The Iranian lobby, led by the National Iranian American Council, has decided to up its efforts to influence the ongoing U.S. presidential election by directing messages at the campaigns of the front runners.
The reason for this is simple: The NIAC and other Iranian regime supporters want to do whatever they can to ensure that a new incoming administration continue to toe the line in appeasing the mullahs in Tehran and support a deeply flawed nuclear agreement that has allowed the regime to continue its militant ways without serious repercussions.
In an editorial by Tyler Cullis and Ryan Costello, the NIAC laid out a presumptive roadmap for Democratic frontrunner Hillary Clinton on how to “woo back Iranian Americans,” but in reality it should be viewed more as a roadmap to “helping the Iranian regime.”
Cullis and Costello spell out how her rival, Sen. Bernie Sanders, garnered overwhelming support from an internal poll of NIAC supporters – Sanders received 62 percent vs. 19 percent for Clinton – based on a perception he was more anti-war.
“Clearly, Iranian Americans who have gravitated towards Sanders have largely done so for the same reasons as other Sanders supporters – because of a distrust of the Washington establishment, anti-war and anti-interventionist sentiments, disillusion with incrementalist political change and concerns about increased economic injustice,” Cullis and Costello write.
“But Clinton’s approach toward Iran is also a major reason why she lagged behind Sanders among Iranian Americans.”
What is amazing is how the NIAC is attempting to portray support for Sanders principally being driven by foreign policy concerns when almost every poll taken during the primary season has shown his supporters backing his domestic views on the economy, wage inequality and regulation of Wall Street as the energizing factors in his campaign.
The NIAC is taking this position largely because it can read public opinion polls and see how American opinion has shifted on the Iranian regime and the rise of Islamic extremism in the wake of a worsened Syrian situation and almost regular terrorist attacks in Paris and Brussels since the deal.
Cullis and Costello have taken Clinton to task for her previous statements against normalizing relations with the Iranian regime, especially if the regime continued its support for terrorism and regional conflict.
“The dispute reflected the debate eight years ago when Clinton, along with other candidates, attacked Obama for his statement that he would sit down with hostile nations, including Iran, without preconditions,” they write.
“Clinton’s stance toward further Iran negotiations might not ultimately be that different than Sanders, but her attacks on normalization send a worrying signal that engagement would be the exception rather than the rule,” they add.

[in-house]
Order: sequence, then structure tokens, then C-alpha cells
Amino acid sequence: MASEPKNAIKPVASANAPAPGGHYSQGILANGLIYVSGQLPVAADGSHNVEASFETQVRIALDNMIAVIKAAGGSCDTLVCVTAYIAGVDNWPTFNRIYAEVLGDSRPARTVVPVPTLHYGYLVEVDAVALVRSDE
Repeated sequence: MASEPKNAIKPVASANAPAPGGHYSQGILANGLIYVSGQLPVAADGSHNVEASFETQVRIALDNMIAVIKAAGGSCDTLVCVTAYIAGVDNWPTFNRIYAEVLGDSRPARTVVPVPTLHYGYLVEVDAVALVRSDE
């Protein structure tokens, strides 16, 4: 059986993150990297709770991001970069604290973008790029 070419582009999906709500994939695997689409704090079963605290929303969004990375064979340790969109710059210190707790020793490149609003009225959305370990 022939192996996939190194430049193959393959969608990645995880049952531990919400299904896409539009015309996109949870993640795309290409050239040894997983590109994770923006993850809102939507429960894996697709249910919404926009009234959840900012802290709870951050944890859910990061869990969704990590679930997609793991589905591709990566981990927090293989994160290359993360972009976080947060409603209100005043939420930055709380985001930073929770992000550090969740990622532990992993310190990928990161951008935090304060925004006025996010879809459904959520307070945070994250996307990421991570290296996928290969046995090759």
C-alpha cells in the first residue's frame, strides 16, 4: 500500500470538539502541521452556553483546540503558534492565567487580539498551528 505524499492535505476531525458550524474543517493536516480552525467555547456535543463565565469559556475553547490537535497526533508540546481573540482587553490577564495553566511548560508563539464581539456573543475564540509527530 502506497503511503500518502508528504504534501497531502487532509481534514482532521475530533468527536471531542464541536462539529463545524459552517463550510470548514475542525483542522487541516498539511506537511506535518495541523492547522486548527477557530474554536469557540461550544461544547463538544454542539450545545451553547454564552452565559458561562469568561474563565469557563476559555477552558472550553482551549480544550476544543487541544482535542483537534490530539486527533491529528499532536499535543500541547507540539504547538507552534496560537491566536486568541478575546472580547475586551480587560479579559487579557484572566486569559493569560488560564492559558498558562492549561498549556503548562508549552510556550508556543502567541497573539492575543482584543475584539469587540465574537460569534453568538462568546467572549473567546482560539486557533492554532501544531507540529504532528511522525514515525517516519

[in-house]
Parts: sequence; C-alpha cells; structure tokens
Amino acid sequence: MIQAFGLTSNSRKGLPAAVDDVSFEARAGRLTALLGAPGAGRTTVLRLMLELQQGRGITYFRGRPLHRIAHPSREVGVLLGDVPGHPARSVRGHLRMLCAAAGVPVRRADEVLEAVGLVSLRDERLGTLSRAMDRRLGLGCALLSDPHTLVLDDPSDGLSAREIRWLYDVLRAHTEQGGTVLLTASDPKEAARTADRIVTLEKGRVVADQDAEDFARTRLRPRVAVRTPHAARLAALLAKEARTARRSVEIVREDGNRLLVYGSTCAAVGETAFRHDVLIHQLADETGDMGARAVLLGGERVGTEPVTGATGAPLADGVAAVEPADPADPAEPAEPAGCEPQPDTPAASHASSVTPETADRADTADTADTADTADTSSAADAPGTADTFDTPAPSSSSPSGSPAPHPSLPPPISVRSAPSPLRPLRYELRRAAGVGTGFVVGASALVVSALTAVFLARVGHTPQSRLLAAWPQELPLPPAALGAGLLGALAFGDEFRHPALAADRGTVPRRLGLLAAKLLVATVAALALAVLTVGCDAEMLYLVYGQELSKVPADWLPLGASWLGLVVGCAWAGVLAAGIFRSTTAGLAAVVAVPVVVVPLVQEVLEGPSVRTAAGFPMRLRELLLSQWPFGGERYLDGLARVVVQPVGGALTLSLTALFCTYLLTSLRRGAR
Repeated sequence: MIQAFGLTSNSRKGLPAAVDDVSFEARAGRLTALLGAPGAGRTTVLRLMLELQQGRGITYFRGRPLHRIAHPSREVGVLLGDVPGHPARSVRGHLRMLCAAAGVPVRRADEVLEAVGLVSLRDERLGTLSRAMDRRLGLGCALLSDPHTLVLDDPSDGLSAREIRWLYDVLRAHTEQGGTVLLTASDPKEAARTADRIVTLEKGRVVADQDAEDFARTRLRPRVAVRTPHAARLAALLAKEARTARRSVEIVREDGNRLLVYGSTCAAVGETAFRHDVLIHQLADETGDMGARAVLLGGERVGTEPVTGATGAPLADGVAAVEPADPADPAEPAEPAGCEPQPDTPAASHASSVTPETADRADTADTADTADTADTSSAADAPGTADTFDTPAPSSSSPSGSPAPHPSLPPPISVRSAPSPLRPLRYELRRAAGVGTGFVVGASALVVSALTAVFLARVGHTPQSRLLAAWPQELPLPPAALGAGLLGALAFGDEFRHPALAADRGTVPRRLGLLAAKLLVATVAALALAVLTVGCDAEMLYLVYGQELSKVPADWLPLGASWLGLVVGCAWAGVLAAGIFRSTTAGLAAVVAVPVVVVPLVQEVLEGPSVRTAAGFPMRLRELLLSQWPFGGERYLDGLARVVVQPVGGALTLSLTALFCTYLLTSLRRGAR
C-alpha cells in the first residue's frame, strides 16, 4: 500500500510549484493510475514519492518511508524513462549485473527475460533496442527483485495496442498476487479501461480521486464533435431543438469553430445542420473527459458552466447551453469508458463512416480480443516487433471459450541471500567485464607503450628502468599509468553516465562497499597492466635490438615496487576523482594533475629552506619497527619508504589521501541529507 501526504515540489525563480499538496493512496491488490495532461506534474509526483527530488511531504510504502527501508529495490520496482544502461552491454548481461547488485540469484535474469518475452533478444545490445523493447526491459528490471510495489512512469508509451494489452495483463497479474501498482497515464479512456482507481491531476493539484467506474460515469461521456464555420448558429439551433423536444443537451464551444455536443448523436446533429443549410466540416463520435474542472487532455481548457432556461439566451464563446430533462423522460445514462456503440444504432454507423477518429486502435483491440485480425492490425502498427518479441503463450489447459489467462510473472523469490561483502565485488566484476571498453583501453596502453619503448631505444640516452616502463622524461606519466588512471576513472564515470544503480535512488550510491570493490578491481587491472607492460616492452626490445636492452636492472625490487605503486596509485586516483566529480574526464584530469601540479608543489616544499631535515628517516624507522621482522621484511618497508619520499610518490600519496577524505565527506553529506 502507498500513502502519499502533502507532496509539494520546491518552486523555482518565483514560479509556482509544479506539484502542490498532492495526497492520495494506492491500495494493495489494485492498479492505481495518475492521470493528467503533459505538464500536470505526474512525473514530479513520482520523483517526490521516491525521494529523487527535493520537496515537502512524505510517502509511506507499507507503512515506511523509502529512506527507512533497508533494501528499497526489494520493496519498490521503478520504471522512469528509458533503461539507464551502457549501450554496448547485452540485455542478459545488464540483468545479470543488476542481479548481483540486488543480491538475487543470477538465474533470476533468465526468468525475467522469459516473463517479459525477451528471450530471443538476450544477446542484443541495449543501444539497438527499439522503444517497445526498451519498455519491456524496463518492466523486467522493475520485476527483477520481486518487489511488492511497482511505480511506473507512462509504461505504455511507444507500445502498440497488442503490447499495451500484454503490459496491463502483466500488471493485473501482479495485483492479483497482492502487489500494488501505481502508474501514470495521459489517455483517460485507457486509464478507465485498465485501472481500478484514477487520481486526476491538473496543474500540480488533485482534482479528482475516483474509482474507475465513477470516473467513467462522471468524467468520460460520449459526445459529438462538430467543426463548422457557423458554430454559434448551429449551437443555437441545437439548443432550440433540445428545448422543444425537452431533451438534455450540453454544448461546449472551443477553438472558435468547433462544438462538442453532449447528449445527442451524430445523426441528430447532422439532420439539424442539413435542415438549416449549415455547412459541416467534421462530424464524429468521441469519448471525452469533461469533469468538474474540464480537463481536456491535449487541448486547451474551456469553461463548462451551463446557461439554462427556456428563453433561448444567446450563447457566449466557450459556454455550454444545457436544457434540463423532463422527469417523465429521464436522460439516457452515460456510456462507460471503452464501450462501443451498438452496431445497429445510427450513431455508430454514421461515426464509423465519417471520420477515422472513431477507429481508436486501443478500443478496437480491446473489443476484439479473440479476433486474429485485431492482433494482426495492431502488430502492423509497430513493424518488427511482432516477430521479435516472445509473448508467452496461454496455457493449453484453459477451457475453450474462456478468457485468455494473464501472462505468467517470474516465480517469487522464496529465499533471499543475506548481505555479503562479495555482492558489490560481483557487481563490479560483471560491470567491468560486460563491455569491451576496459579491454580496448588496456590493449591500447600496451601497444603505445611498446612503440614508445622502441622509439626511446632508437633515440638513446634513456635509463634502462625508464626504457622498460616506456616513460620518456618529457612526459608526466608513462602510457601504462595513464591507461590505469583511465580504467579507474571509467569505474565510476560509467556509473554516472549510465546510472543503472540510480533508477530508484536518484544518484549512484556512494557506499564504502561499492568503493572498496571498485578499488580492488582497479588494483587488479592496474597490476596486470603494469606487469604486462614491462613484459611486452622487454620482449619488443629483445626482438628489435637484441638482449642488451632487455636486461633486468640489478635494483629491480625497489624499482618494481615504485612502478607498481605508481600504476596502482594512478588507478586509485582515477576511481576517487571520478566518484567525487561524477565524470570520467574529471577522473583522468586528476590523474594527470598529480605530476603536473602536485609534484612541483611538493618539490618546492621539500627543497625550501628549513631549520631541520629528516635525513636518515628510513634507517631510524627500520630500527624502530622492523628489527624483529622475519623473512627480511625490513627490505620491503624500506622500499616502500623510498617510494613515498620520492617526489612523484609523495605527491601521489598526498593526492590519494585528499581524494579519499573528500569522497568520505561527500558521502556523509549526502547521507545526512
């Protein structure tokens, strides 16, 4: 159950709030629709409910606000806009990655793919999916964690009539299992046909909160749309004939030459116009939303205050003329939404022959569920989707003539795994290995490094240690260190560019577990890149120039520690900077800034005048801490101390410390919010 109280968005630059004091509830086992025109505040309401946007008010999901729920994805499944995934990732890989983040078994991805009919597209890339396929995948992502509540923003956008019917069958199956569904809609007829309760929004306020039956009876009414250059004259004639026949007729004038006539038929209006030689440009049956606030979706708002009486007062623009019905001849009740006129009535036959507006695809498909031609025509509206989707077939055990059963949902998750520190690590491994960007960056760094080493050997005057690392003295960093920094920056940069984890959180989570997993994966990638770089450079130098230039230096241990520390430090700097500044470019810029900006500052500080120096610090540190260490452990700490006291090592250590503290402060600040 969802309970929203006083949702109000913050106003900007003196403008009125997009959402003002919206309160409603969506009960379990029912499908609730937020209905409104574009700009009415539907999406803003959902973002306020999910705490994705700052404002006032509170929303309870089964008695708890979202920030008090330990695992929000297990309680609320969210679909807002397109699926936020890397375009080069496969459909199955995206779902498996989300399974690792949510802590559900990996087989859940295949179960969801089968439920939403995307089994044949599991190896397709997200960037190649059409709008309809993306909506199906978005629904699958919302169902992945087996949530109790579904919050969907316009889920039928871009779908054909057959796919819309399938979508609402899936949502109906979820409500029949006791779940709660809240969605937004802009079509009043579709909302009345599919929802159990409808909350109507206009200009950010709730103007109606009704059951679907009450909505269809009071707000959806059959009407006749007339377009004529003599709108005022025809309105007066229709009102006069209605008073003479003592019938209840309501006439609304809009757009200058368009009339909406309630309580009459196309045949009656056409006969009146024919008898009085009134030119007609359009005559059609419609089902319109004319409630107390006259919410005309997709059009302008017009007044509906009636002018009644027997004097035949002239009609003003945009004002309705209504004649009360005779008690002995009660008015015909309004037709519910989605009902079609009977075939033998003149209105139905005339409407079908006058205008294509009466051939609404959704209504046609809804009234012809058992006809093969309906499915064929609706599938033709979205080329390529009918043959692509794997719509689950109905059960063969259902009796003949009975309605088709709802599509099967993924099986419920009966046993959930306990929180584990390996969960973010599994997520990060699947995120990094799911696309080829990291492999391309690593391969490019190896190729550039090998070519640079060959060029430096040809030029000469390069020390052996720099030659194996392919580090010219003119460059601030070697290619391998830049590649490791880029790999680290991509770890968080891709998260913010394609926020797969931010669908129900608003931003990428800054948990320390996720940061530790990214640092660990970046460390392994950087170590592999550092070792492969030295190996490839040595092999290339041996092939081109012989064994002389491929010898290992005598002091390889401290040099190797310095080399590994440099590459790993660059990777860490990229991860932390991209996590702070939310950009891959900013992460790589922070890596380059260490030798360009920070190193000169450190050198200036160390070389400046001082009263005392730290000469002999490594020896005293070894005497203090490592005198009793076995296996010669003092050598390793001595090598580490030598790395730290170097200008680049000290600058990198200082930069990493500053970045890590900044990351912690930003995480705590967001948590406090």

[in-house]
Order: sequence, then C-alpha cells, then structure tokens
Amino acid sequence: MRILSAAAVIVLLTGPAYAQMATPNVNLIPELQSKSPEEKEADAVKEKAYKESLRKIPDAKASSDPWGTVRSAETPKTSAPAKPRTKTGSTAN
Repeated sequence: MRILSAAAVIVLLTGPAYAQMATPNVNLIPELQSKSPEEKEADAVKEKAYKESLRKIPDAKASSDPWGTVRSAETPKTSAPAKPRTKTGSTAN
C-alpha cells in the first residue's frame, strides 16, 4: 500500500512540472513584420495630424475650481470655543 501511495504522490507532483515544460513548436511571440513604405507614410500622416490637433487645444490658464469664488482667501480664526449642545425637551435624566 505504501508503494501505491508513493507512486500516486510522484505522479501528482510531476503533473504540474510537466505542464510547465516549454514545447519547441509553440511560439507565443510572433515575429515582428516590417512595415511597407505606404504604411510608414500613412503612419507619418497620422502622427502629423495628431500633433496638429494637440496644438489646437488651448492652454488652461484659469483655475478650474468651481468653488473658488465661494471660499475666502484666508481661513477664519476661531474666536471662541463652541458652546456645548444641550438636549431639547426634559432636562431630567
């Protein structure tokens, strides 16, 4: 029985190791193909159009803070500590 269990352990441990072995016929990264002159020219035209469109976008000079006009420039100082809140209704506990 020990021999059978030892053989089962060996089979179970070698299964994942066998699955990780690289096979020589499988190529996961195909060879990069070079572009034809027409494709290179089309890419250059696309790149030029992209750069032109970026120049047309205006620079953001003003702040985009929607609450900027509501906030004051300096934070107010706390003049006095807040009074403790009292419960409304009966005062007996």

One cannot help but notice a slight hint of desperation in the NIAC and other Iranian regime supporters as they take a deeper dive into the U.S. presidential campaign as they are faced with the very real possibility of having either a Clinton or Trump administration already publicly committed to opposing Iranian extremism.
The lobby’s efforts also highlight the one significant weakness of the Iran nuclear deal in that it is an executive action by President Obama and can just as easily be undone by a new president. The tenuous nature of the deal providing the mullahs in Tehran with relief from sanctions is worrisome to supporters such as Cullis and Costello.
The fact that the NIAC is upping its game in order to try and shape the public perception of how these candidates should perceive the Iranian regime is – on the surface – pretty pathetic and indicative of how weak its position is.
It also explains why other parts of the Iran lobby are making blatant warnings that failure of the deal will lead to serious consequences; although one finds it hard to believe things could get much worse in the Middle East right now.
One of those making those statements is Seyed Hossein Mousavian, formerly of the regime’s National Security Council who wrote in Huffington Post:
“If the deal collapses, not only would there be no chance for any compromise between Iran and the U.S on any other issue, but Iran would also lose its faith in the Security Council,” he writes in the hyperbole that has become typical of the lobby’s efforts.
“Unfortunately, there are powerful forces in U.S. politics that seek to increase U.S.-Iran enmity and revert Iran and the United States back onto the path to war. These special interest groups are doing everything in their power to destroy the landmark diplomatic agreement and have strong sway over Congress, which is pushing for over a dozen new sanctions against Iran,” he added.
These efforts may end up being futile gestures as the Iranian regime seems intent on proving wrong every promise the Iran lobby makes.
For example Iran’s parliament voted to boost the country’s missile capabilities. Members approved an additional article to the next five-year development plan. The article will see Iran’s missile production grow and anti-missile capabilities enhanced even though the United Nations and U.S. considers such missile development in violation of existing sanctions banning them.
Iranian state-run news also reported that an Iranian woman was reportedly publicly flogged 100 times in the Iranian state of Isfahan for an alleged extramarital affair four years ago. The incident earned condemnation from human rights and Iranian dissident groups and continues to highlight the regime’s disregard for human rights.
No matter what the Iran lobby says about the presidential campaign, it’s almost a given the regime will act to contradict it.
By Michael Tomlinson